Banks offering highest interest rates on savings accounts in more than a decade

As the feds weigh whether to continue raising rates to curb inflation, one silver lining to the consumer can be seen in your savings account.

Depending on where you bank, those interest rates are paying out upwards of 4-5% on the money you store in savings.

Financial experts report we haven’t seen rates this high in more than a decade and now may be a time to shop around so that you get the best return.

How many banks do you use?

"Just one," Nick Parish said.

"Currently just one," Ted Verschueren said.

"Mostly two, but I do have money in three," Pat Collado said.

According to a poll, most people stick with the same bank for more than 14 years and many don’t know how much interest they’re receiving in return for investing their money.

"No clue," Parish said.

"Oh yes - it’s almost nothing," Verschueren said.

"Right now I can get a good rate at 3.8 percent," Collado said.

Certified financial advisor Joe Bert said you want to be sure you’re getting the highest rate that you can.

"If you don’t look for it, you’re never going to get it," Bert said. "Just go to and you can see what interest rates are out there."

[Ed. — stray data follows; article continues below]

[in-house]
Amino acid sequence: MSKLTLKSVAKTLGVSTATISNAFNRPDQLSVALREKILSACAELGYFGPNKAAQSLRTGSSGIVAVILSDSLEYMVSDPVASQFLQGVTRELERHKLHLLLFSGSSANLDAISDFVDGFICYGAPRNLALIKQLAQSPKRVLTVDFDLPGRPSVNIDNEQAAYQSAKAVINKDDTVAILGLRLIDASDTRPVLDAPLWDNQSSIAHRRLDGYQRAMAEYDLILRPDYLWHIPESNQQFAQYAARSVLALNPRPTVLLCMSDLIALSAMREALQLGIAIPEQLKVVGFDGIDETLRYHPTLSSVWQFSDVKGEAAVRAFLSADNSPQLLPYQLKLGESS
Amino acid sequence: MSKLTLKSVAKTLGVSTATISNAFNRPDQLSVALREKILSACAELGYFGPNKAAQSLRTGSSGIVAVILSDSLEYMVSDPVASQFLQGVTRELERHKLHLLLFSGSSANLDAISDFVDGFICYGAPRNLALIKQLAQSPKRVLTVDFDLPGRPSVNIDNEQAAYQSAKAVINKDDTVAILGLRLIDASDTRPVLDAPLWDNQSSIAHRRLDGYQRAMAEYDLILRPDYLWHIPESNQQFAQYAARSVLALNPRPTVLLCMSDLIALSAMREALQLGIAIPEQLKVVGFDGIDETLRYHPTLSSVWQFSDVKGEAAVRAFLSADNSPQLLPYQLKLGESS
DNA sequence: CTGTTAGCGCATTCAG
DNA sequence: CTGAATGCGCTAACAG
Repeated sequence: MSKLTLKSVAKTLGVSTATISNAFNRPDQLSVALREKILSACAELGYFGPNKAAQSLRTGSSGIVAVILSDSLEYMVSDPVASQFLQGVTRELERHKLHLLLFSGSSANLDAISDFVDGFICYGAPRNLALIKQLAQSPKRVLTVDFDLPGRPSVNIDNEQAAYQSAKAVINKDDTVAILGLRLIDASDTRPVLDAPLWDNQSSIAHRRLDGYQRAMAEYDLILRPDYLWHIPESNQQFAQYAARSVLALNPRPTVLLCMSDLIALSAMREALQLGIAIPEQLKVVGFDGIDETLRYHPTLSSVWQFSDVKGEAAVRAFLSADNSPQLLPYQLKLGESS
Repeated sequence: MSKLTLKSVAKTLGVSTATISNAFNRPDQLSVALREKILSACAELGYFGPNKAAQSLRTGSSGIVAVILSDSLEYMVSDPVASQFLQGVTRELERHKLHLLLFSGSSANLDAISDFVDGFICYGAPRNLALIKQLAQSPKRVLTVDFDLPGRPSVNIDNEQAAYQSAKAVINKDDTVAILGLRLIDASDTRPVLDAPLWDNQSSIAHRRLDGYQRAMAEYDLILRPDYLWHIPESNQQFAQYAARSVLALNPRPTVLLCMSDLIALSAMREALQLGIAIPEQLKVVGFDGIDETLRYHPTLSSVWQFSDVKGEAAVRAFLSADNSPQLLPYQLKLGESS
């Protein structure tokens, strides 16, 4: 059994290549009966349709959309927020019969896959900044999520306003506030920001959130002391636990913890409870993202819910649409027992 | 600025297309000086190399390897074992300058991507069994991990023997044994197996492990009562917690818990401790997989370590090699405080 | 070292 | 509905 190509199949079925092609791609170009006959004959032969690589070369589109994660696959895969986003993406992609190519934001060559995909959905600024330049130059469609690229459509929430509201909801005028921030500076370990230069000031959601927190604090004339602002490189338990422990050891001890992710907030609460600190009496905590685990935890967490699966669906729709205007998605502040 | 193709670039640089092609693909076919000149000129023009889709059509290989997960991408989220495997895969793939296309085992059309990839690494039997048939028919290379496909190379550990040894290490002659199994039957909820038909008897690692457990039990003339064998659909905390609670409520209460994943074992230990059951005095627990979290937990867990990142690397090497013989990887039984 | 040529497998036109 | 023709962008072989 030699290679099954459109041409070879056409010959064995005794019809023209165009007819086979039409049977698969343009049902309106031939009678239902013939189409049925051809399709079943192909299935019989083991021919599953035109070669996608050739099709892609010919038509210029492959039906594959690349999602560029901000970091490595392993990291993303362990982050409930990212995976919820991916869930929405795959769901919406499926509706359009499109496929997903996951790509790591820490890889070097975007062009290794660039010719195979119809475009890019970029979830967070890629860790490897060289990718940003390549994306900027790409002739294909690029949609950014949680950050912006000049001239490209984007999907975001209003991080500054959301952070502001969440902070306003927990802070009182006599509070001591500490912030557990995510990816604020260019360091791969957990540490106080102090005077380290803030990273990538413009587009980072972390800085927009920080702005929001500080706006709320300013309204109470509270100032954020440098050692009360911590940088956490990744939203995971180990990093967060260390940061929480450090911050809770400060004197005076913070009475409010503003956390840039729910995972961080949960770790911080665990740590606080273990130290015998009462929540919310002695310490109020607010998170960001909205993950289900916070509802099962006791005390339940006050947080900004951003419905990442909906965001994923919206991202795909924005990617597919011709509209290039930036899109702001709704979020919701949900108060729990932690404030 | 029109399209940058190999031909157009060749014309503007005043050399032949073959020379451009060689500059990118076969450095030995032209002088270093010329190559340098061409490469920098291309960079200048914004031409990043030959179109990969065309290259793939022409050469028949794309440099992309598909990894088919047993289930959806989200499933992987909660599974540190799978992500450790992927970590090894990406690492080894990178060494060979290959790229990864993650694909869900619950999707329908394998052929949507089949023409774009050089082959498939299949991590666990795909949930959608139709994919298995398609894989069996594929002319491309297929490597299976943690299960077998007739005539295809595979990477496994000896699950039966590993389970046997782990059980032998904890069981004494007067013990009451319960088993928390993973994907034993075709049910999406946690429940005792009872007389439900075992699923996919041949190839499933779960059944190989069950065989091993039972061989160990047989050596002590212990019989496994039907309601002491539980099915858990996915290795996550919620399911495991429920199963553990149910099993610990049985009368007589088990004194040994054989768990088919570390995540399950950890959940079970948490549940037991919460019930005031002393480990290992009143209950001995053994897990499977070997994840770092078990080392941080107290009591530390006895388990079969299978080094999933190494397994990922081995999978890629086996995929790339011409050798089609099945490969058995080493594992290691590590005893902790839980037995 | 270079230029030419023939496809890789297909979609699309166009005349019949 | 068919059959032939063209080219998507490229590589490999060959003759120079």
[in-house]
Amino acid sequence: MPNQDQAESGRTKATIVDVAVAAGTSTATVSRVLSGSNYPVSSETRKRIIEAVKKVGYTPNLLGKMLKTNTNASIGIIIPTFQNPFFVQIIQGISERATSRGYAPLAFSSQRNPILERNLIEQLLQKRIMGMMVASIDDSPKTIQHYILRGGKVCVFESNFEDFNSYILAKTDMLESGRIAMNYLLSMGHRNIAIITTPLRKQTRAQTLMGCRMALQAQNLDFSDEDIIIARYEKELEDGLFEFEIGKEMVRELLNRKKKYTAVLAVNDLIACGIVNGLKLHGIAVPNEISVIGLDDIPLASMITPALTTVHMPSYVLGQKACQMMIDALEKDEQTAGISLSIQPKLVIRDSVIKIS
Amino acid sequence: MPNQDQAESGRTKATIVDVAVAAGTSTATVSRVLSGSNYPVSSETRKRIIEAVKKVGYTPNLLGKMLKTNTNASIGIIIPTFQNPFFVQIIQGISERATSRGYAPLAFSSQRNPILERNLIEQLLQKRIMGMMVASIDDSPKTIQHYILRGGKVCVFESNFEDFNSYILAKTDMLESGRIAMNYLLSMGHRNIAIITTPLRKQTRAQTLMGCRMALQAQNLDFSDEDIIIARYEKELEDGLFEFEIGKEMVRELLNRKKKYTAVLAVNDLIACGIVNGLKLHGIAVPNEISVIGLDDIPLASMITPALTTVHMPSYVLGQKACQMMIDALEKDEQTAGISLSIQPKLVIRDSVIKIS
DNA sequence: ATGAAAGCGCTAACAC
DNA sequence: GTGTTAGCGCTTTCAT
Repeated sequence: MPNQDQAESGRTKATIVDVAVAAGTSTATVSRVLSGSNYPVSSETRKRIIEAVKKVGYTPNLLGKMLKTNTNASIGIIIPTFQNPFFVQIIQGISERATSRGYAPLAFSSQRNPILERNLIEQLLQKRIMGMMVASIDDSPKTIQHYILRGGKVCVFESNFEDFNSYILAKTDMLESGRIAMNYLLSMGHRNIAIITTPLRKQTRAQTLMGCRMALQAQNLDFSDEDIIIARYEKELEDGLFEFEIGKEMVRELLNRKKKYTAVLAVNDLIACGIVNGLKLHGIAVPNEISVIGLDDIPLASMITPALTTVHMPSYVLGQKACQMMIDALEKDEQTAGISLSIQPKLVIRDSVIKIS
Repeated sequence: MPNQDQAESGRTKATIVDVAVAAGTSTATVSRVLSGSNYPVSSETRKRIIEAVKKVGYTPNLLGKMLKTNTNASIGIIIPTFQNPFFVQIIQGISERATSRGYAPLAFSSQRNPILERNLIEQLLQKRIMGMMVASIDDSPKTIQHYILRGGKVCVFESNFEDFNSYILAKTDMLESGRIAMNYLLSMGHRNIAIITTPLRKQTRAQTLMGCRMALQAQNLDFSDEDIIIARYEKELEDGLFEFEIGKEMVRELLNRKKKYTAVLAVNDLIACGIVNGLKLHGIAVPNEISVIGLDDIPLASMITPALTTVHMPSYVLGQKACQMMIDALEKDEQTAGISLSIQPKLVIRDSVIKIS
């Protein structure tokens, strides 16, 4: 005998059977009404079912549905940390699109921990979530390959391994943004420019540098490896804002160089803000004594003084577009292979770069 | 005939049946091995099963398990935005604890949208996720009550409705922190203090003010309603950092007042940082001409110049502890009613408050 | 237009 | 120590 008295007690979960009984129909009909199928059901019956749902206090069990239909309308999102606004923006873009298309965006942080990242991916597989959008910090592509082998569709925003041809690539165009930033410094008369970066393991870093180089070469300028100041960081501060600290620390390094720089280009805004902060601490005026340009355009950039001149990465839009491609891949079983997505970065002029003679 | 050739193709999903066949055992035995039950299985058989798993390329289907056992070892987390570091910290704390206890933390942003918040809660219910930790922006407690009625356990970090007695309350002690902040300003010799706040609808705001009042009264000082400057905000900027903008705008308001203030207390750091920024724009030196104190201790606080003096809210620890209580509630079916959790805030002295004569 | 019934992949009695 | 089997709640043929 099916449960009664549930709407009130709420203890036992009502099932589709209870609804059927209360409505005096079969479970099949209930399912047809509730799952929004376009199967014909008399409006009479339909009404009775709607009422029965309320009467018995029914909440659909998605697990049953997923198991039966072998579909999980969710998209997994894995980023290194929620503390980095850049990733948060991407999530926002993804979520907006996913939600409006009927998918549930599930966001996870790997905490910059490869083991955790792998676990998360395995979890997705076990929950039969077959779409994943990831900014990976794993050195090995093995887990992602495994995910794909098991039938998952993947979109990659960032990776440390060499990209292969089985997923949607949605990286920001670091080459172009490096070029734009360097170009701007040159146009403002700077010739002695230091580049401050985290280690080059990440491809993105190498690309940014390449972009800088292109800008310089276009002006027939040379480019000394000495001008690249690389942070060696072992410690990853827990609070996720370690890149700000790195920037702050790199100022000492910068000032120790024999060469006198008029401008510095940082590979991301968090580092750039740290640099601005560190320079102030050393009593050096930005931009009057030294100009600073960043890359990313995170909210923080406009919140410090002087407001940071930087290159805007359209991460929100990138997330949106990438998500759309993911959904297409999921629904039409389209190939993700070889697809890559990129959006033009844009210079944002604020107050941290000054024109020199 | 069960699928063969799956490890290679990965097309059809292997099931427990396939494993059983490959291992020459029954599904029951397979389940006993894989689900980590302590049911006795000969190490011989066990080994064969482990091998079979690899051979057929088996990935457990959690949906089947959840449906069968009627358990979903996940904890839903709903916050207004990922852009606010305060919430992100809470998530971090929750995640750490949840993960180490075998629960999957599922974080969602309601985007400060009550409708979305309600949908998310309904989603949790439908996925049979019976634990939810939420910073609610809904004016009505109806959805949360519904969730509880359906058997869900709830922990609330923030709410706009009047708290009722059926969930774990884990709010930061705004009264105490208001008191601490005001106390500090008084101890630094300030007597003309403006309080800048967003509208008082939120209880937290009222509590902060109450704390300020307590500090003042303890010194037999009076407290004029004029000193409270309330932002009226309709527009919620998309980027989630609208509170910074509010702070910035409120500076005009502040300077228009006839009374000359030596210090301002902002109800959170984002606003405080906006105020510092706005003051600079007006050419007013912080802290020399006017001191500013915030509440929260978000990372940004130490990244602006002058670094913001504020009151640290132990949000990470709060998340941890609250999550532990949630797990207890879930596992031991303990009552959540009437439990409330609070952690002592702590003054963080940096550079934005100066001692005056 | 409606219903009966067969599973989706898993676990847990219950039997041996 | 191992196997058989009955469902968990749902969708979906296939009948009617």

A quick scroll shows many banks offering well over 4% interest.While the large national banks are offering significantly less starting at 0.01%.

"So you do the math," Bert said. Let’s say you have $10,000 in a savings account. At 4%, you would make $400 in one year. But at 0.01%, that’s making you just one dollar.

"That’s super low," Parish said.

"They’re just taking advantage of people’s laziness," Bert said.

According to the FDIC, it has been more than a decade since banks offered 4% interest on savings accounts and it’s not just because of the fed raising rates to fight inflation.

"Simply to attract savers because banks make money by lending and if they don’t have the money to lend because people aren’t putting it in the bank - they can’t do that," Bert said. "That’s why banks raise rates to remain competitive."

Bert said this is an opportunity for consumers to re-evaluate where they park their money.

"They’re using my money to make money," Verschueren laughed. "So yes I want to get paid!"

Bert said community banks, credit unions and online banks can offer better deals.

"The only benefit, at least in the short term, is that savings rates are going up," Bert said. "Rates that you’re getting on savings accounts, CDs, and short term treasuries."

But he added that these rates won’t last forever and advises to have a long-term financial plan for your future.

"Yeah I’ll definitely have to look into that," Parish said.